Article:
TC Electronic Mimiq Doubler Review

The TC Electronic Mimiq Doubler Pedal might be just the tool you’ve been looking for, if you want to beef up your band’s guitar assault.

PROS: Plenty of tonal options when used in stereo, priced right, easy to use.

CONS: In mono applications, feels a little lacking.

PRICE: $129

Double tracking parts isn’t a new concept, but modern metal bands perfected it in the 1990s, and it’s been a standard practice in the studio for decades. Bringing that huge sound to a live situation, though, was tough. The new Mimiq Doubler pedal from TC Electronic can now easily bring that wall of guitar sound to any amp, without all the fuss.

Its overall concept is an algorithm that incorporates a varying delay and modulation that gives the effect of more than one guitar. It’s a standard pedal size, with a selector to choose between 1, 2 or 3 “overdubs,” while the tightness control sets the accuracy of the algorithm. In the low settings, it’s hyper tight, and when cranked up, really spreads out. The dry and effect controls balance out the effected signal to the direct guitar sound. With stereo ins and outs it can work in effects loops, as well as in front of an amp easily.

Using it in mono mode, it adds a little bit of depth, and there’s a feeling of a quick, tight delay. It doesn’t feel like much, but when turning it off, it’s easy to realize it does add a bit more, but we’d say the effect is a bit too subtle to be worth the effort.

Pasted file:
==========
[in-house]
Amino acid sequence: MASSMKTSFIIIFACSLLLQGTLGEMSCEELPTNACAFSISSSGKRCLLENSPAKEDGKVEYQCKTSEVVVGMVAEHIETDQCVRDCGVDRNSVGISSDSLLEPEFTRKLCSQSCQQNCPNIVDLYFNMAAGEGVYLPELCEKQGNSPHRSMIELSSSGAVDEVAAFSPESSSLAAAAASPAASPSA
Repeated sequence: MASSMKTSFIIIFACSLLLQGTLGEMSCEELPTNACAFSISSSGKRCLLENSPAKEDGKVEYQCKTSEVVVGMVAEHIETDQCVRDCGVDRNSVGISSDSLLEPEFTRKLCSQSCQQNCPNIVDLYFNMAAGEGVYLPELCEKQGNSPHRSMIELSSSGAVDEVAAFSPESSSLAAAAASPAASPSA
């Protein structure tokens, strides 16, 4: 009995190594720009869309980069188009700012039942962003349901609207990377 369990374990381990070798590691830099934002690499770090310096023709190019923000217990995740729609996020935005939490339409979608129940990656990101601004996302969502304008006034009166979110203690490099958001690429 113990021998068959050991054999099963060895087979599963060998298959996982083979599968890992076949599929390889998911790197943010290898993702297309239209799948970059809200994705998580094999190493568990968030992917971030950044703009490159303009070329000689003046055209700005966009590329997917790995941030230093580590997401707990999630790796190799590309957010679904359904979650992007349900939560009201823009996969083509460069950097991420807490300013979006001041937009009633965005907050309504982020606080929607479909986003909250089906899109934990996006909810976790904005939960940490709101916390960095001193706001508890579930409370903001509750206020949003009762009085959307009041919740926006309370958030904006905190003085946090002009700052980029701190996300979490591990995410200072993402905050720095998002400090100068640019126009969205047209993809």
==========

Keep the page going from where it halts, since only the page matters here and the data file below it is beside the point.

TC Electronic Mimiq Doubler

TC Electronic Mimiq Doubler

In stereo mode, however, it is amazing. Testing it through a pair of Fender Hot Rod Deluxes and an Ampeg GVT52-112, it really came to life, with a stereo image that was instantly massive. Using it with a couple of “mismatched” amps like a ZT Lunchbox, and a Boss Katana, can make the differences in the various amps really add to the feel of a multi-tracked rig. Even better is adding a couple of overdrive pedals after the Mimiq, before the amps, which can truly open up a lot of tonal options.

Using it in a recording setting, plugging it into a DAW running some amp simulator plug-ins in stereo is fantastic. It can thicken up tracking, without using a lot of processor power, or overloading the session with multiple guitar tracks. Even as a splitter, send one output to an amp that’s mic’d up, and the other output to a DAW, either for re-amping or into an amp sim; it’s a great tool for the studio and a no-brainer to beef up guitar parts on-the-fly with very little time, effort or expense.

Now it’s not just for getting a heavy guitar sound either, using it on clean tones can add snap and sparkle to almost any sound.

A lot of traveling bands may not have the space for a stereo guitar rig in their van, but this could make them re-think that. In the studio, the Mimiq is flat-out excellent (and dare we say, essential). If guitarists don’t flock to it, anyone looking to get massive multi-layered sounds in the studio on the cheap should get one of these before their next session.

 

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